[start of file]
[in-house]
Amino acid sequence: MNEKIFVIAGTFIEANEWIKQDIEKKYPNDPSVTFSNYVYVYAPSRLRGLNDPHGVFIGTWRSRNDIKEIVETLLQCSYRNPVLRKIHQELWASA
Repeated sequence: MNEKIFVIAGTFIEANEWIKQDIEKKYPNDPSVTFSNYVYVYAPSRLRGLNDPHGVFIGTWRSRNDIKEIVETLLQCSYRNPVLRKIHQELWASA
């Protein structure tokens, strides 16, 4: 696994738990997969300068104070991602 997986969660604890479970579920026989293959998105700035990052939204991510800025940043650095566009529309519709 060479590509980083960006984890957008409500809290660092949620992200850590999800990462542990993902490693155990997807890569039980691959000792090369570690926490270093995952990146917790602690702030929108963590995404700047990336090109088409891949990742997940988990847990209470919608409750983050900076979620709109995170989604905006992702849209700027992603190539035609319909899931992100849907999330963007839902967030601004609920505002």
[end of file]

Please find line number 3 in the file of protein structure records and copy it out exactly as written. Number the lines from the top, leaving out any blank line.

Repeated sequence: MNEKIFVIAGTFIEANEWIKQDIEKKYPNDPSVTFSNYVYVYAPSRLRGLNDPHGVFIGTWRSRNDIKEIVETLLQCSYRNPVLRKIHQELWASA